When the Northings or Southings, Eastings or Westings, beginning at the top, will not admit of a

ontinual addition of the one and subtraction of the other, without running out before you get through the several Courses, you may begin at such a Course as will admit of a continual addition and subtraction; and when you get to the bottom go to the top, and you will end in Cypher at the Course next above that where you began ; as in ExAMPLE II. which begins at the 9th Course to add the Eastings and subtract the Westings.

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EXAMPLE II.
Dist.

1 dep2 dep North South No. Courses. Rods N. S. E.W. Col. Col. Areas Areas 1 N.750 0'E. 54.8|14.2

144.1/235.3 3341.26 2 N.20 30 E. 41.238.6 1144 1158.5 302.6 11680.36 3 jEast

6481

164.8 223.3381.8. 4 s. 33 30 W. 141.2. 117.7...177 9 145.4/368 7

43395.99 5 S 76 0 W. 64 15.5 162.183.3228.7

3544.85) 6 North 36 36

83.3 166.6 5997.60 S. 84 0W. 46.4). 4.9 46.1 37.2 120.5

590.45 8 N.53 15 W. 46 4 27.8

37.2 00 37.2 1034.16 9 N.36 45 E. 76.8161.5 46 46 46 2829 110

56 (51.7 21.4) 67.4. 113.4) 5862.78
48
11 46.7 114. i 181.5

1996.50 12 s. 150W. 43.4 41.9 11.2 102.9|217

9092.30 13 S. 16 45 W.) 40,5 38.8. 11.7| 91.2|194.11

7531.08

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Area 110 Acres, 2 Roods, 23 Rods.

Note. In the above EXAMPLE you might begin at the 4th Course

to add the Westings and subtract the Eastings; or at the 6th Course to add the Northings and subtract the Southings; or at the 11th Course to add the Southings and subtract the Northings. So in every Survey same place may be found where you may begin to add and subtract, without running out before you get through all the Courses. When a Field is very irregularly shaped, it will often happen that parts of the same Area will be contained in several different Products in the Columns of Areas; but in the final result, one Column being subtracted from the other will leave what is included within the boundary Lines of the Field.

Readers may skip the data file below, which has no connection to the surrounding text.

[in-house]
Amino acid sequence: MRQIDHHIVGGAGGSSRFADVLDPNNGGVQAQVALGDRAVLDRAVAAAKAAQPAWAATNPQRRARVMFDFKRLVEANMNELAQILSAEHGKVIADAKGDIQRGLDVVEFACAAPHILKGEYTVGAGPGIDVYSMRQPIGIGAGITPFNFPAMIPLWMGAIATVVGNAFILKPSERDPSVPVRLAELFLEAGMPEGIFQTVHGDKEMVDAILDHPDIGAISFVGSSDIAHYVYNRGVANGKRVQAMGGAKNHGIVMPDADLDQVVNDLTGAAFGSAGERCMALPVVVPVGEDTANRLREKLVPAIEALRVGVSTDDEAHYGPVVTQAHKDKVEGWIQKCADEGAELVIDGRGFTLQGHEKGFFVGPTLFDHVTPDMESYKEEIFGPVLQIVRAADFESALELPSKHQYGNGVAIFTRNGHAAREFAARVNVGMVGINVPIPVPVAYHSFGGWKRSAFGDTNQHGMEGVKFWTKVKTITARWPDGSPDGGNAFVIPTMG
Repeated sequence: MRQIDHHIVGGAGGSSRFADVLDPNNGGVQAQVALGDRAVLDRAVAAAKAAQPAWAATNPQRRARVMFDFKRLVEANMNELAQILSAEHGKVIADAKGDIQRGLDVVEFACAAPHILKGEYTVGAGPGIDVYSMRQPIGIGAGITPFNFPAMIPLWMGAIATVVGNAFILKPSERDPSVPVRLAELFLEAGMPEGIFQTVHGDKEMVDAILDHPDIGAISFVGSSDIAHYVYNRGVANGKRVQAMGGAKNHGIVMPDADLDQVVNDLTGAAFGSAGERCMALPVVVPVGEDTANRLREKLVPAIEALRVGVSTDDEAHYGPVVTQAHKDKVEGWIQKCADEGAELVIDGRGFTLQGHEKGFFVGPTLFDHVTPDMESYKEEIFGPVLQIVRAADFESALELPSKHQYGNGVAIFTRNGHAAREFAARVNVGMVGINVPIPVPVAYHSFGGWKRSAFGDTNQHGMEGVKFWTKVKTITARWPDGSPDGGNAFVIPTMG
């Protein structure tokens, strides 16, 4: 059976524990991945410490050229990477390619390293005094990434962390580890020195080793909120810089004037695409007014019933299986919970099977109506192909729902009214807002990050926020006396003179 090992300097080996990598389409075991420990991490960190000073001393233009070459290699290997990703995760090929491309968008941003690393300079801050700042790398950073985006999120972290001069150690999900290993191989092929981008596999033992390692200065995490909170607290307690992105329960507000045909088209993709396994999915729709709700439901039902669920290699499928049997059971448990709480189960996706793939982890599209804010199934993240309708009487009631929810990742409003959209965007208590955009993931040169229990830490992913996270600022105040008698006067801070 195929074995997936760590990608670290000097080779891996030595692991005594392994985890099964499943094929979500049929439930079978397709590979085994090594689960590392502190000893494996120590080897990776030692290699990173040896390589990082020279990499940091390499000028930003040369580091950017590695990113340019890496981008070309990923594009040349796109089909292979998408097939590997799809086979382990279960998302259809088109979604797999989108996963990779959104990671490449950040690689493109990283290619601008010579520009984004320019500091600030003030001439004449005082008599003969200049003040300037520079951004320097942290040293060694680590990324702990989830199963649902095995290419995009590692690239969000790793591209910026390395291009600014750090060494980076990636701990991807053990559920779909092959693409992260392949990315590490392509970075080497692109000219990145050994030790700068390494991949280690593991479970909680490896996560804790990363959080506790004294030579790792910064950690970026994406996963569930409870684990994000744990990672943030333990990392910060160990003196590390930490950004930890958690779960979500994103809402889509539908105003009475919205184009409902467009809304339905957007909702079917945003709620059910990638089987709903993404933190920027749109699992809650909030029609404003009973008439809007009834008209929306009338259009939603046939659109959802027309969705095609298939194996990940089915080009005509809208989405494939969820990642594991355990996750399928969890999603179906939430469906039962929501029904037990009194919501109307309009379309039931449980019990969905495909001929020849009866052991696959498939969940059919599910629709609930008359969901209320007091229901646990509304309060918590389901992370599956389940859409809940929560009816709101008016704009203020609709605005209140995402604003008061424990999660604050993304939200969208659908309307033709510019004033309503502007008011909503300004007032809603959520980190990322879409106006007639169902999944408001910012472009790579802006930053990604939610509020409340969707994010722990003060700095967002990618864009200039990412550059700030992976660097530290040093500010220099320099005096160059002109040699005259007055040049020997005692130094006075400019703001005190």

DEMONSTRATION. See PLATE III. Fig. 64. and EXAMPLE II.

The Area standing against the 9th Course, which is where the Calculation begins, is the Triangle 12K, all without the Field.

The Area against the 10th Course is the Trapezoid 2KL3, also without the Field.

The Area against the 11th Course is the Trapezoid 4ML3. This is a South Area, and contains a part of the Field and also part of the preceding North Area.

The Area against the 12th Course is the Trapezoid 5NM4, part within and part without the Field.